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  • Writer's pictureChristopher G. Moore

American Film and TV Star David Carradine found dead in Bangkok hotel

Dying under mysterious circumstances in Thailand if you are a famous American actor is bound to attract international coverage. I first saw the first coverage on Thursday night on the BBC news around 10.00 p.m. News of Carradine’s death has been picked up in virtually every major newspaper around the world. David Carradine’s death in a Bangkok hotel on 4th June 2009 will shine a spotlight on Thailand, the tourism industry and police investigations and methods used when a foreigner is found dead.

The first order of business in an unnatural death investigation is to find out what happened, when it happened, who was at the scene, and what material evidence at the scene may support the cause of death. But this is no ordinary death and that fact will no doubt have significant implications in what happens next. This is true for any police force. High profile deaths are one of the few circumstances where the general public takes interest in the professionalism of police investigators.

The established facts are few. Mr. Carradine was found dead in his room at the Nai Lert Park Hotel. He’d been in Bangkok since 2nd June working on a film. His body has apparently been removed to Chulalongkorn hospital and there will be an autopsy.

Some local press have called Carradine’s death a suicide.

Others have been more cautious and have left open the possibility of murder or misadventure in sexual game playing. Reports have been contradictory, some saying the actor had hanged himself with a rope, others saying it was a curtain cord, and others saying it was a shoe lace with one end tied around his neck and the other around is penis suggesting a sexual ritual gone wrong.

In a high profile case such as this, senior officials wake up to the fact that the world is watching them. Such attention can make people sweat. Giving out premature statements before the facts have been established often happens but not when the international media is watching. Then it becomes embarrassing.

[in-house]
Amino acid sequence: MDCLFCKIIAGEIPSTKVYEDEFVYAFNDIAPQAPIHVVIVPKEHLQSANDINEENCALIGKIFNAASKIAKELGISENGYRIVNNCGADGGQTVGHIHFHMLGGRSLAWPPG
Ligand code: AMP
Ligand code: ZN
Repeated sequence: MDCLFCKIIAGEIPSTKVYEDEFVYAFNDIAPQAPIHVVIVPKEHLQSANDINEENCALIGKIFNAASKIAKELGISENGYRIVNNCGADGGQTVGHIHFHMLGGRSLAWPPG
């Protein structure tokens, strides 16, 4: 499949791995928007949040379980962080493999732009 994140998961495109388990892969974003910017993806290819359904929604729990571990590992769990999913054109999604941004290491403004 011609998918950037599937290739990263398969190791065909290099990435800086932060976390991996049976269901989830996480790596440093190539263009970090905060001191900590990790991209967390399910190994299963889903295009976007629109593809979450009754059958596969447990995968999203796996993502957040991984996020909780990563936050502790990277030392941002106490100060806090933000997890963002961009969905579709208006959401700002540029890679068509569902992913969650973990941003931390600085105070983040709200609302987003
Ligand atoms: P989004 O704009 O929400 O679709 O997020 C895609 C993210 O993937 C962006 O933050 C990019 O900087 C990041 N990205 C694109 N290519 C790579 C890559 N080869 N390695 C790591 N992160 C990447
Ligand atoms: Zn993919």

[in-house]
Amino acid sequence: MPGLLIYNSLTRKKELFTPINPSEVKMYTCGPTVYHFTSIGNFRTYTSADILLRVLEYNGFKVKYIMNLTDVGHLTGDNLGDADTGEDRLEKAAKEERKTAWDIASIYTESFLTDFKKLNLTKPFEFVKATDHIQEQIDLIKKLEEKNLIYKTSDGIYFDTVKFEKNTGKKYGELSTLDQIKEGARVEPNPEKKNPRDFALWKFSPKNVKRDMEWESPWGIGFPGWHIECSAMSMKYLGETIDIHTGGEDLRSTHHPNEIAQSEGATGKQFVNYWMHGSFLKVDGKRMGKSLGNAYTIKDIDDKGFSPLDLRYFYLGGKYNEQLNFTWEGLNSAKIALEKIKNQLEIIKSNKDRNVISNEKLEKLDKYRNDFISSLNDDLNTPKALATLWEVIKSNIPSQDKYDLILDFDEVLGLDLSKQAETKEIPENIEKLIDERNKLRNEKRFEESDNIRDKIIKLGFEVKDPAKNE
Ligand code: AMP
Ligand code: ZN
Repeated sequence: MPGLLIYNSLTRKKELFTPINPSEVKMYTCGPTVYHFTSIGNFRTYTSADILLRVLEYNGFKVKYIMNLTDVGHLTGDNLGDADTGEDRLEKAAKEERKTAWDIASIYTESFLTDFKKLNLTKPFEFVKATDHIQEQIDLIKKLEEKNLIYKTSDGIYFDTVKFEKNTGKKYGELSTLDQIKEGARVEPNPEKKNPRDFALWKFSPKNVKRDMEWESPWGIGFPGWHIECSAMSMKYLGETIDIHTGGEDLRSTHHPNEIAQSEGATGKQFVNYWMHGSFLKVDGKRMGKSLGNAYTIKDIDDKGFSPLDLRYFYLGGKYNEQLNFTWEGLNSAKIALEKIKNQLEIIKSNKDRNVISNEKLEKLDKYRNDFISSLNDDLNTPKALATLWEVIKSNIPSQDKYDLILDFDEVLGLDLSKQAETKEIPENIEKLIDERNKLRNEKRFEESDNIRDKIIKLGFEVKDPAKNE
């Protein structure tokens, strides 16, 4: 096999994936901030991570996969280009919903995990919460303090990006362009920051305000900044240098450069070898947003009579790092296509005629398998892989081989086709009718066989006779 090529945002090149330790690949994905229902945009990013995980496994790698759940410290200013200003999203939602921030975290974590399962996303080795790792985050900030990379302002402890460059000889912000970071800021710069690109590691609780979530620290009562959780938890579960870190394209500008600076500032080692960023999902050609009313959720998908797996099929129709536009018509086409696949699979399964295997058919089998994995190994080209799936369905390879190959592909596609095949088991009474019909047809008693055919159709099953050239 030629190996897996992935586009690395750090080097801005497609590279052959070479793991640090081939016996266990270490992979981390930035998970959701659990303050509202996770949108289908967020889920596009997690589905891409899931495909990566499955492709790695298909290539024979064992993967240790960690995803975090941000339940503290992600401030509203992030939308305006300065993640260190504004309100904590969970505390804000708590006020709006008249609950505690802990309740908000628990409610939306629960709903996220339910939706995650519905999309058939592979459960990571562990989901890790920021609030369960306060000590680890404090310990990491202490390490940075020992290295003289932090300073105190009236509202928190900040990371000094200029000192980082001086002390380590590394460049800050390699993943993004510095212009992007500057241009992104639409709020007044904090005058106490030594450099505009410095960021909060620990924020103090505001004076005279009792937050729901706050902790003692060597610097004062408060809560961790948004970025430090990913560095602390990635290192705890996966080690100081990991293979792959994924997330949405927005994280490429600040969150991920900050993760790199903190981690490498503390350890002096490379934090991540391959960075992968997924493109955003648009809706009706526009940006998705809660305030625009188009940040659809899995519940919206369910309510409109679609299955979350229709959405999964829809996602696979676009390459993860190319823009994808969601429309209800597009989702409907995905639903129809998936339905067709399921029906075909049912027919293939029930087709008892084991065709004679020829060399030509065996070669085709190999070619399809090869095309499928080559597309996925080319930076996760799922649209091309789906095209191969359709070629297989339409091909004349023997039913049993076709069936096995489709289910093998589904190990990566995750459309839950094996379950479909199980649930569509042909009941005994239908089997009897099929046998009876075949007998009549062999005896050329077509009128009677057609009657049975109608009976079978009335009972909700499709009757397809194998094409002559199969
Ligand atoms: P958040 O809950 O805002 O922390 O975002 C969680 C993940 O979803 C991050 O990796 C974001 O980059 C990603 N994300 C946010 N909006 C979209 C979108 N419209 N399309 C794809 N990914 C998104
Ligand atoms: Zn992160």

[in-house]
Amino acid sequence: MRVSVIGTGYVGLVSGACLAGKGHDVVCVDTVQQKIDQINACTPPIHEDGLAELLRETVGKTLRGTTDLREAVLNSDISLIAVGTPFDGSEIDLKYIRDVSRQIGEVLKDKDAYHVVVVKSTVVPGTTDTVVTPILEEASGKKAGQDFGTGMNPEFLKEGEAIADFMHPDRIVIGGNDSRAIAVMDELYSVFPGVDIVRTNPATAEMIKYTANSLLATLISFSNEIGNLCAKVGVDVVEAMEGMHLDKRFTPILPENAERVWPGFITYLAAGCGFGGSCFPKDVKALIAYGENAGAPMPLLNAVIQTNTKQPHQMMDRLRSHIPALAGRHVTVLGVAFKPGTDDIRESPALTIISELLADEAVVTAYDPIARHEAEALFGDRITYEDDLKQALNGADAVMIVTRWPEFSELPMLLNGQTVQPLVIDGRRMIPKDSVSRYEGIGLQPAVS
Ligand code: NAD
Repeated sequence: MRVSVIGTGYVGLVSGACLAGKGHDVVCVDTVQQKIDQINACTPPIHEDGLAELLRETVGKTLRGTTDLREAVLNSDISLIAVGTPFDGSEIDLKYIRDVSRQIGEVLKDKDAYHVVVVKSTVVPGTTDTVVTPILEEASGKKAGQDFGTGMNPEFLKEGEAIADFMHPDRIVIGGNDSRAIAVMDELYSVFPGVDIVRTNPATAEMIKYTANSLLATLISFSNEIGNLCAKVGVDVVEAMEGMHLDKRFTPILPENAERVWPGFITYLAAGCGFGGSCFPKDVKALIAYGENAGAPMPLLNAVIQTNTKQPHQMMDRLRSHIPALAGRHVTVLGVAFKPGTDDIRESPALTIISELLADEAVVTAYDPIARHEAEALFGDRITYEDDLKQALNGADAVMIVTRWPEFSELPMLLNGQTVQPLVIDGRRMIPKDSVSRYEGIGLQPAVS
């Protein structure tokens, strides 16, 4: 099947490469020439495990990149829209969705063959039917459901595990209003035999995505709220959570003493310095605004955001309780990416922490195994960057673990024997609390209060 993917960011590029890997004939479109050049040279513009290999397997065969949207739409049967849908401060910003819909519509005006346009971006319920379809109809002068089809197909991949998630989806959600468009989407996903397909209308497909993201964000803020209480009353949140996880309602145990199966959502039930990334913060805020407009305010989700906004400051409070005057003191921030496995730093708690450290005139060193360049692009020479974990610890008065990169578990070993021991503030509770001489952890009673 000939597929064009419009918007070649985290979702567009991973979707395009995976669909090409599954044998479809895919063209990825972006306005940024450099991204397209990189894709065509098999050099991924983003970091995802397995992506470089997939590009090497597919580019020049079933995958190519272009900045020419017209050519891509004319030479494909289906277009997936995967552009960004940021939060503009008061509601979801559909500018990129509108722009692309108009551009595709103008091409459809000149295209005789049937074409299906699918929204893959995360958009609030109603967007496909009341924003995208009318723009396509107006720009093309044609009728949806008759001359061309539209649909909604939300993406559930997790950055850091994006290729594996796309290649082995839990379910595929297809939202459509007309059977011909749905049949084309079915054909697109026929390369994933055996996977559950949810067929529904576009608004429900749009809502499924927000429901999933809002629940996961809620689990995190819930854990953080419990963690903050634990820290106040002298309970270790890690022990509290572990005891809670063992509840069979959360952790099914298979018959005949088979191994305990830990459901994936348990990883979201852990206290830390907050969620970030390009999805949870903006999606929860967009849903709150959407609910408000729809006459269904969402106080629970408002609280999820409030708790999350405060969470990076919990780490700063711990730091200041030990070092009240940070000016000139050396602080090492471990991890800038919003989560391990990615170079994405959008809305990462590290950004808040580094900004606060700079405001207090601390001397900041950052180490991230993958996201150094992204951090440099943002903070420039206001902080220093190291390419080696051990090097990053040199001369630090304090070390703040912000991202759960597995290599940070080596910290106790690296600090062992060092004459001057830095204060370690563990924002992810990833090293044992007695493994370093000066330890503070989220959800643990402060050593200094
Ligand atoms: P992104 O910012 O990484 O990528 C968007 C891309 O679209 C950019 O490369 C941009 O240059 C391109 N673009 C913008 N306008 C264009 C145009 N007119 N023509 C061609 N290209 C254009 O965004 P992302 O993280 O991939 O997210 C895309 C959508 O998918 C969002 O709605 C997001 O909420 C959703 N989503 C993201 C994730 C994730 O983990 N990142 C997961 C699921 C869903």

The last 24-hours has only increased speculation and rumors about the circumstances of Carradine’s death. In other words there is confusion over what and how it happened but no end of people who sure they know the answers nonetheless. Unless properly handled, it has the makings of public relations disaster. The buck passing will kick into high gear. The Press quotes the police who’ve had no time to launch an investigation and analysis the evidence, the US embassy passes the buck to the police, and the police can refer matters to the medical authorities.

We live in an age where everyone wants instant answers. Like a CSI program, the answers should follow within one hour. Right? Only in real life, the circumstances of unnatural deaths such as Carradine’s are often murky, the evidence conflicting or inconclusive, and the outside pressures to come to a conclusion intense.

If Colonel Pratt and Calvino were on the case, they’d be checking the hotel CTV camera footage in the lobby and entrance (and on the floor of the room – assuming such a camera system was installed) for the time period prior to Carradine’s death, interviewing the doormen, receptionists, bellboys, other guests in adjacent rooms, the last person(s) who saw him, members of the film crew. That is a lot of work.

Also Colonel Pratt would likely order a full toxicity test on the body to test for alcohol and drugs. He’d have sealed off the room and photographed (among other things) and preserved the footprint that apparently was found on the actor’s bed. He’d be looking for fibers on the rope, cord, and shoestring, whatever it was found around the actor’s neck. A room sealed off as a crime scene, allows the possibility for the forensic team to find fingerprints, hair, skin, marks on the body, fingernails, and DNA traces that might yield evidence as to whom else (if anyone) was in the room at the time of the death.

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